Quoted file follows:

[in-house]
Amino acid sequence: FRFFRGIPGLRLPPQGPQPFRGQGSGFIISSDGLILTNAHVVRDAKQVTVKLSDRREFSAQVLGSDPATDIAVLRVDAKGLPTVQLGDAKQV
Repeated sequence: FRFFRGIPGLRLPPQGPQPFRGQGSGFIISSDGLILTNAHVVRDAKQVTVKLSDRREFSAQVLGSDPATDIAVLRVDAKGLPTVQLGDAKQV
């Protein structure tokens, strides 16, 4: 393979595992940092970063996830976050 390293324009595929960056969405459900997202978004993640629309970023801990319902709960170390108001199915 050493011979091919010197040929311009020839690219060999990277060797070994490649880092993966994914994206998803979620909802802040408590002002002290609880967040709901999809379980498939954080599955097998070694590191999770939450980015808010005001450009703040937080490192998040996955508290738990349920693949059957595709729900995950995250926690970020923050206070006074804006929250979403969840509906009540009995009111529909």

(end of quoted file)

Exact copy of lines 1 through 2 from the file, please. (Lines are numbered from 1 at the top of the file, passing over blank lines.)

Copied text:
[in-house]
Amino acid sequence: FRFFRGIPGLRLPPQGPQPFRGQGSGFIISSDGLILTNAHVVRDAKQVTVKLSDRREFSAQVLGSDPATDIAVLRVDAKGLPTVQLGDAKQV